I am for gun control because I truly believe it is the best way to keep children and those who care for them safe. I have nothing against guns themselves. I grew up in a house with a shotgun and rifle, both used for hunting. I do have something against people who believe their right to own any kind of gun they want without licensing trumps the safety of children. I do have something against people who want to continually increase the number of guns in the world. I do have something against people who think they should be allowed to pack heat wherever they want. I do have something against people who are so terrified of the world that they're okay seeing children die time after time if it's the sacrifice that has to be made so they can continue to hold on to their cold metal security blanket.

Don't ever assume that only those who agree with you care about others. In addition to being wrong, it's just disgusting. The reason I believe as strongly as I do is because I believe it the best option, just as you feel about your beliefs.

I've already dared to question folks sincerity on this issue.  And I'll double down on what I posted earlier.  I can imagine you pounding the keys, posting your response, taking my screen name in vain, all because you could not provide an experience-based response to the issue, and because your political motives were called out.  

"Don't you even dare!"  I must confess that such a response, right there, is the giveaway of shallow motivation; the overly dramatic reply.  I'm sure you've figured out that this crisis bolsters support for your point of view on the subject, which will, I'm sure, please you no end.  Liberals are not unlike Conservatives in their willingness to exploit a crisis or tragedy for political gain; they just don't want to be caught at it.

When I was young, single, and knew it all, I was a politically active Democrat, and, believe me, I understand the purely political view of life.  I KNOW folks root for bad things to happen so THEIR SIDE can win.  Republicans cheered when the prime rate hit 20% during the Carter years, while Democrats cheered "Reaganvilles" during the recession of 1981-82.  I don't see you write how you have a child, however, and while that doesn't invalidate your point of view, I have, in addition to a 12 year old son, four (4) granddaughters currently attending public schools, so I'm personally vested in this issue.  You're an anti-gun crusader.  That's fine and good, but, quite frankly, I believe that your contempt for me far, far exceeds any compassion you may feel for schoolchildren.  That's fine, too; a number of people who have actively wished me ill post here.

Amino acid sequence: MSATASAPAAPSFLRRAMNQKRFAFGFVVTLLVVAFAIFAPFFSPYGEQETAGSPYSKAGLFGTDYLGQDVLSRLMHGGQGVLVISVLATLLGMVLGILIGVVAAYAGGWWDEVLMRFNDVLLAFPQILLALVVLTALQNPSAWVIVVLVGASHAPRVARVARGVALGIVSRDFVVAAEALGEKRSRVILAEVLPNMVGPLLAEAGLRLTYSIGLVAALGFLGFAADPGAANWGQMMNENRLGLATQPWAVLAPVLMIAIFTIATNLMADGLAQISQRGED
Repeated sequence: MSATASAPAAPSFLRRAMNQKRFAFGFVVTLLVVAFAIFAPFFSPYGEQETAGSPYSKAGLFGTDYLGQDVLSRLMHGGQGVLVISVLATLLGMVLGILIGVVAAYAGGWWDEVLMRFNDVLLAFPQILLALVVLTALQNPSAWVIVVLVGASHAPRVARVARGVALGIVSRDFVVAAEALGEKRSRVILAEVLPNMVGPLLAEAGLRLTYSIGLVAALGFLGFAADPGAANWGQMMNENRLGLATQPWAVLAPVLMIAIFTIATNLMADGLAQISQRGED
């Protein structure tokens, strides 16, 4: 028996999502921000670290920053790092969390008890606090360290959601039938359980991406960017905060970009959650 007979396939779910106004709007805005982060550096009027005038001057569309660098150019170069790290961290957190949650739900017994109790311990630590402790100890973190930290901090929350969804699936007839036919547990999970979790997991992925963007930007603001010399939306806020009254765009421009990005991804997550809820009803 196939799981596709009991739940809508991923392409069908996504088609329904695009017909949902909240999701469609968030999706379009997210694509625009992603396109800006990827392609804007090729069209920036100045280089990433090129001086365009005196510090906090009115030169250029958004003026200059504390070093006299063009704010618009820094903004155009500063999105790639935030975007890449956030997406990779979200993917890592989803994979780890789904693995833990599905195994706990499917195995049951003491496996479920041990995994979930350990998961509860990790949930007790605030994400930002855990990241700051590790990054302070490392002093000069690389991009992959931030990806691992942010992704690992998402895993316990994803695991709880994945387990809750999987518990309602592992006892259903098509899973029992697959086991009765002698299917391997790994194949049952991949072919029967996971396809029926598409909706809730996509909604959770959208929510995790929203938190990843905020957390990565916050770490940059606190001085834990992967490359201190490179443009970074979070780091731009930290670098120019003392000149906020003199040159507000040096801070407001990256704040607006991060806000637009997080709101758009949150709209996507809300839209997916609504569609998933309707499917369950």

And, no, you are NOT playing for keeps.  Kids in schools, yes.  Folks with kids and grandkids in schools, yes.  You, no.  It's academic and political for you.  That doesn't make you an HP, but I'm OK with bringing somewhat shallow motivations to light when it seems fit.

You may have been a shallow person who didn't care about others, but you are not me. I do care.

I also have no interest in interacting with someone who claims to know my motivations better than I do. Goodbye.

Fuzzy Bearís moral elitism vs. jphpís moral ďoutrage ď


Stay classy, guys.
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HisGrace
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« Reply #69 on: February 25, 2018, 03:25:31 pm »

This won't be a "deterrent" since most of these guys don't care if they get caught/killed or just kill themselves afterward.

Add to that it's a big waste of money to try and train teachers to use guns instead of just spending more on regular security.
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Fuzzy Bear
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« Reply #70 on: February 25, 2018, 03:56:43 pm »

I agree with the consensus that this will not be a solution but some of the criticisms here are rather silly as well. Nobody proposed forcing teachers to be armed, only allowing those teachers who wanted to. So no sweet old lady teacher would be forced to have a gun. Also they surely would have to be locked up, it wouldnít just like be sitting on a desk or in a holster for Godís sake. Get a grip people. Oppose a policy on its merits or lack thereoff, donít just spout nonsense.